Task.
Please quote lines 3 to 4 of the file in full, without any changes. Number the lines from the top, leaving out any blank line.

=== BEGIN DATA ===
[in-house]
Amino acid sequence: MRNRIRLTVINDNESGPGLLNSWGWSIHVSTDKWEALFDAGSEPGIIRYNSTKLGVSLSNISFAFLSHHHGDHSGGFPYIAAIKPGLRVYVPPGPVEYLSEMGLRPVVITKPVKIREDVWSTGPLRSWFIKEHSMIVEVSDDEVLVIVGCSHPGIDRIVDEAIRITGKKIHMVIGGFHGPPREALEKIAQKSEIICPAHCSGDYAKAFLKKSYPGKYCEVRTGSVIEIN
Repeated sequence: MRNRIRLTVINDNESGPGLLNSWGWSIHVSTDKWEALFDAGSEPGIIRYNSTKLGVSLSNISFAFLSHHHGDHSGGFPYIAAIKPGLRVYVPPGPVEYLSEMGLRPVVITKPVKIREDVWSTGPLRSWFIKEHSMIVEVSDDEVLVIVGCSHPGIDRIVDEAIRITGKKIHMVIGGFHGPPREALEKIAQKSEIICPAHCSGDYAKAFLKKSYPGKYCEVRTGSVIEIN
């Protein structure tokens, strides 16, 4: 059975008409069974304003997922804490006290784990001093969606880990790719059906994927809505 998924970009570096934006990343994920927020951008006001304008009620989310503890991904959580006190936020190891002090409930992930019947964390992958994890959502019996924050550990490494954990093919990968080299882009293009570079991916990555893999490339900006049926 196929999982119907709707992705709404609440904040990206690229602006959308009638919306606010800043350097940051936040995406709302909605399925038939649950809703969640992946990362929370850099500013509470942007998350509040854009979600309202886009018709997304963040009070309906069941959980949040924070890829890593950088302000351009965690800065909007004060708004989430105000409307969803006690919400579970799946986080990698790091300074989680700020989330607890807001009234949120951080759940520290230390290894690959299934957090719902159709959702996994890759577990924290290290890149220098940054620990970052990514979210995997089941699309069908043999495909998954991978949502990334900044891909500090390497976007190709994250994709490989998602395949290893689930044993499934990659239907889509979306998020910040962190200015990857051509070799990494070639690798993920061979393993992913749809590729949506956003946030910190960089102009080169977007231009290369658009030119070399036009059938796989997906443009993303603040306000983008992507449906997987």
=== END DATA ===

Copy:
Repeated sequence: MRNRIRLTVINDNESGPGLLNSWGWSIHVSTDKWEALFDAGSEPGIIRYNSTKLGVSLSNISFAFLSHHHGDHSGGFPYIAAIKPGLRVYVPPGPVEYLSEMGLRPVVITKPVKIREDVWSTGPLRSWFIKEHSMIVEVSDDEVLVIVGCSHPGIDRIVDEAIRITGKKIHMVIGGFHGPPREALEKIAQKSEIICPAHCSGDYAKAFLKKSYPGKYCEVRTGSVIEIN
């Protein structure tokens, strides 16, 4: 059975008409069974304003997922804490006290784990001093969606880990790719059906994927809505 998924970009570096934006990343994920927020951008006001304008009620989310503890991904959580006190936020190891002090409930992930019947964390992958994890959502019996924050550990490494954990093919990968080299882009293009570079991916990555893999490339900006049926 196929999982119907709707992705709404609440904040990206690229602006959308009638919306606010800043350097940051936040995406709302909605399925038939649950809703969640992946990362929370850099500013509470942007998350509040854009979600309202886009018709997304963040009070309906069941959980949040924070890829890593950088302000351009965690800065909007004060708004989430105000409307969803006690919400579970799946986080990698790091300074989680700020989330607890807001009234949120951080759940520290230390290894690959299934957090719902159709959702996994890759577990924290290290890149220098940054620990970052990514979210995997089941699309069908043999495909998954991978949502990334900044891909500090390497976007190709994250994709490989998602395949290893689930044993499934990659239907889509979306998020910040962190200015990857051509070799990494070639690798993920061979393993992913749809590729949506956003946030910190960089102009080169977007231009290369658009030119070399036009059938796989997906443009993303603040306000983008992507449906997987």